Chicago school board votes to request a one-year delay for gifted access plan

Chicago’s school board has agreed that the district should ask for an extra year to phase in a plan to make gifted services available to more children outside of its test-in schools. This comes despite opposition from a vocal group of advocates who pushed for a new state law to expand gifted services in Illinois schools.

Chicago Public Schools’ request will now advance to the Illinois State Board of Education, where it will likely be approved. The statute does not specify how long a district has to adopt or implement the policy, according to an ISBE spokeswoman.

Explaining the reasoning behind the request Wednesday, Chief Education Officer LaTanya McDade told the board that the district needed more time to comply with the Illinois Accelerated Placement Act, which took effect July 1. The act, which Gov. Bruce Rauner signed into law in August 2017, compels districts to put programs in place to accelerate learning for children who qualify. That could include offering the chance to start kindergarten and first grade early, accelerating a child in a single subject, or having the child skip a whole grade.

McDade told the board that, to work as intended, Chicago’s plan would need to go beyond the scope of students who’ve already been identified as gifted and talented. Chicago needs a plan that is “open to all children who demonstrate high ability,” McDade said. Mirroring some national trends, low-income students in Chicago make up more than 82 percent of the district but only comprise 60 percent of gifted seats, according to a 2016 report.

“In order to do this effectively and implement with integrity,” she said, “we want to take time to do this the right way.” It will take time, she said, for the district to  identify an assessment tool that could be used at individual schools and incorporate a public engagement period aimed at parents, she added.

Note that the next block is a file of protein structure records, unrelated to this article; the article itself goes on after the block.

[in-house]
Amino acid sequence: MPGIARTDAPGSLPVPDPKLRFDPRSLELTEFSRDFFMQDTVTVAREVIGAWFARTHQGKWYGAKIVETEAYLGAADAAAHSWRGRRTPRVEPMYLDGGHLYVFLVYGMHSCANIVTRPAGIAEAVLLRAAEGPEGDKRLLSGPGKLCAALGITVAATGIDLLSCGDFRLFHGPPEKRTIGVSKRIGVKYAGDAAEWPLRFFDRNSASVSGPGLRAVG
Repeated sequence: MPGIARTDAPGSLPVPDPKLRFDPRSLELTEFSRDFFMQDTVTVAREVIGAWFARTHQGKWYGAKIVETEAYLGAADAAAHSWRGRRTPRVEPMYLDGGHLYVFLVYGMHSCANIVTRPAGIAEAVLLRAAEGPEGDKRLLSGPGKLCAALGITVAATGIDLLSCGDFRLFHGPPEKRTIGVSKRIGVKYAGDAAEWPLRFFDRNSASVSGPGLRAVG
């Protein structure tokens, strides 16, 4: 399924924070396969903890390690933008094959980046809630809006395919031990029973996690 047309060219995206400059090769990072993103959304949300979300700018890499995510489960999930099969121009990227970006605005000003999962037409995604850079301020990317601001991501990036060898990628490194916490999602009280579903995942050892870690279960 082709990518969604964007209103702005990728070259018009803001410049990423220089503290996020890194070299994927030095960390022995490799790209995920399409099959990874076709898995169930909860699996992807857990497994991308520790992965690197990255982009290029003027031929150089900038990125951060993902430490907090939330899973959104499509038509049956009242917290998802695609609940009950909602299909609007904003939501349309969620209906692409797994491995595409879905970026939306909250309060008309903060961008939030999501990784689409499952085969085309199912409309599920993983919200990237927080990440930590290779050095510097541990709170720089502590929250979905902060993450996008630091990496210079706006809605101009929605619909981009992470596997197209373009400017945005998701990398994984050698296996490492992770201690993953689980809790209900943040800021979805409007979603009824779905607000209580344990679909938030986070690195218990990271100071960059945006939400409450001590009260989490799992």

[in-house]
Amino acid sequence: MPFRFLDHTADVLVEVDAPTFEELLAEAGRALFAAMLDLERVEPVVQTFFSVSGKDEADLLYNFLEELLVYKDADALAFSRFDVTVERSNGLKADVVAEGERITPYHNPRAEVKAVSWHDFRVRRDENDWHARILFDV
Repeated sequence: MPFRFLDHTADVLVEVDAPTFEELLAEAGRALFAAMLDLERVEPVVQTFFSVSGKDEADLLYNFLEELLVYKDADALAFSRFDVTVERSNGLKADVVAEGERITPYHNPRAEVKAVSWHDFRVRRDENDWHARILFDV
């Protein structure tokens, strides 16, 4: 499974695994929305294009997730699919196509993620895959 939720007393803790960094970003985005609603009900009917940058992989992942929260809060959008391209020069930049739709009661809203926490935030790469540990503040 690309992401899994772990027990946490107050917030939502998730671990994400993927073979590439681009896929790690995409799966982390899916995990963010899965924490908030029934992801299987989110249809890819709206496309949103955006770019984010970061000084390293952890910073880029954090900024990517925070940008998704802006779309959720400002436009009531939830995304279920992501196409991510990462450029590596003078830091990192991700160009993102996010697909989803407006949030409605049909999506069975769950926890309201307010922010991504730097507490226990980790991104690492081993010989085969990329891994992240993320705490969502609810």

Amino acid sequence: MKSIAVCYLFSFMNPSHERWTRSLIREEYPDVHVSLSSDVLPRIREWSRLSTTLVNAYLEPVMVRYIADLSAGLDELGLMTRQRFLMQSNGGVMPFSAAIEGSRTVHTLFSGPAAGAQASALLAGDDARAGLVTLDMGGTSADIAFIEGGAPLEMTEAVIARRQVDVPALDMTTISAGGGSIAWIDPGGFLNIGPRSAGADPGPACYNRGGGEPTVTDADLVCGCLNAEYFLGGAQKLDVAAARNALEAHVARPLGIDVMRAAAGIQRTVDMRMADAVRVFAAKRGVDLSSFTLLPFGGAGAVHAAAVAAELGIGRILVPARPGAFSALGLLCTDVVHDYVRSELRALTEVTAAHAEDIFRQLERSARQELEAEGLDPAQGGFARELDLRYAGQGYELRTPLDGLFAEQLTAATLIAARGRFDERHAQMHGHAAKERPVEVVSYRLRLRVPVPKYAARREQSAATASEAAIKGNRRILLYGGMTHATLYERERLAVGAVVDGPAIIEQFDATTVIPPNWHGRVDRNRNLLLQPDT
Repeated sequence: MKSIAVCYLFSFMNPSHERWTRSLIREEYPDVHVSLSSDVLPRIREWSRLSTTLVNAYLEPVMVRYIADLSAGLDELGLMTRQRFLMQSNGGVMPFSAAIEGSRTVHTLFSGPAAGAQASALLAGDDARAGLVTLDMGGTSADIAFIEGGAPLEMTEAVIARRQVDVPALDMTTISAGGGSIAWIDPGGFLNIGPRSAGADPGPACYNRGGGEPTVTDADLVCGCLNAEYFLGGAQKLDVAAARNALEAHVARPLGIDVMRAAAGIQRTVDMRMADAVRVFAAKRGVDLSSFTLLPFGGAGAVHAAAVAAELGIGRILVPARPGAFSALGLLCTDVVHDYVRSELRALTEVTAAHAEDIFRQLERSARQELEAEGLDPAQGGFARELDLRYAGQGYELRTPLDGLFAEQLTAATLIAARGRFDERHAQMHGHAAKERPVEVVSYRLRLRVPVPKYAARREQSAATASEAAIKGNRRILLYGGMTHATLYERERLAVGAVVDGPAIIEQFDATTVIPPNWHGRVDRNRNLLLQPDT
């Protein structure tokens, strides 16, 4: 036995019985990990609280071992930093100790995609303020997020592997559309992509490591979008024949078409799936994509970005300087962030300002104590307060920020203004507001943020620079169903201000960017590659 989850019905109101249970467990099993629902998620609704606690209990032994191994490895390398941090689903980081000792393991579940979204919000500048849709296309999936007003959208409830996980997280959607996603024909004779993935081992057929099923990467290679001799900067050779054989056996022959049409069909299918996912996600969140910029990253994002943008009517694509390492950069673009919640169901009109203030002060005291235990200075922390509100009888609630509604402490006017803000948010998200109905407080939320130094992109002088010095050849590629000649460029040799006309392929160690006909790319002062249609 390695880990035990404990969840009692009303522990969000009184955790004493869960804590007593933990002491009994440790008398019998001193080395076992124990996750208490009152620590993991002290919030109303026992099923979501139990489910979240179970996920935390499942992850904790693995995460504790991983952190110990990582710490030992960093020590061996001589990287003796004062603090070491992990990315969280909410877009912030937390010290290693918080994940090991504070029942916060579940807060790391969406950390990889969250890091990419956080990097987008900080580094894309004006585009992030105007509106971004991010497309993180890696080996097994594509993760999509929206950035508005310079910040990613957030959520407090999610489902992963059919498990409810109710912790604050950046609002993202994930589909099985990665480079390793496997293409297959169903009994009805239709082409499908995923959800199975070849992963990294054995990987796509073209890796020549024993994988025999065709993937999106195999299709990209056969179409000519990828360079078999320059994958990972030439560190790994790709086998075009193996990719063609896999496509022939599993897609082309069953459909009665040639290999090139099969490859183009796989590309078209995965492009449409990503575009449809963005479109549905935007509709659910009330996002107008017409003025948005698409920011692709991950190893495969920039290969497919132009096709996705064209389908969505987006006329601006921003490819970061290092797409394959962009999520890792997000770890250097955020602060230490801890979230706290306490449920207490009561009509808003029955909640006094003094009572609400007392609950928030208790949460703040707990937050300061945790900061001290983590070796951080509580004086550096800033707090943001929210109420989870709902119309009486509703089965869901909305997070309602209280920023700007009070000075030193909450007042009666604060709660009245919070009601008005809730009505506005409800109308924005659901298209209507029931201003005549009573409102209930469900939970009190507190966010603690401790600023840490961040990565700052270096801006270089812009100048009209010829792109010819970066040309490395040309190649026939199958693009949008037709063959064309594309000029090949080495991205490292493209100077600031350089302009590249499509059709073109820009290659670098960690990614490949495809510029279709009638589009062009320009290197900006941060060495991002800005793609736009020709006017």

Chicago schools currently offer parents the option to test elementary children for placement in its gifted and classical programs, but there aren’t enough seats for every child who qualifies and not every neighborhood has access to a nearby program. The assessments are administered in a central location in one-on-one sessions between children and proctors who contract with the district.

Joshua Dwyer, the policy director of Empower Illinois, which advocated for the law, said Chicago’s process of sorting gifted children favors the “lucky” and the “connected.” Delaying implementation of the law, even for a year, denies some children “the right to reach their full potential,” he said.

Speaking before the board Wednesday, Eric Calvert, an associate professor who works with Northwestern University’s Center for Talent Development, and two parents who identified their children as exceptional learners also urged the district to act now. Angel Alvarez, a parent, likened waiting a year to provide services for his daughter to telling a star athlete to sit on the sidelines. “It’s unfathomable to suggest to a star athlete that they not share their talent with the world,” he said. “Doing nothing is not the same as doing no harm.”

Irene Gottlieb, whose daughters have bounced between regional gifted centers, private schools, and homeschooling, said she has been waiting for a public comment period since the law passed in 2017. “They’ve had a year to do it. I know CPS is a large district, but they have an opportunity to lead from a policy perspective, instead of being a late adapter.” A particularly compelling part for the act, she says, is the ability for children to skip grades.

A 2016 study titled the Untapped Potential Report examined the gifted gap in Chicago and found that white students, who make up 10 percent of the district, occupied one in four gifted seats. Hispanic students, meanwhile, were particularly underrepresented, comprising 46 percent of total CPS students, but only 25 percent of seats in elementary gifted programs.

Editor’s note: This article was updated to reflect that Joshua Dwyer is policy director of Empower Illinois, not executive director as previously written.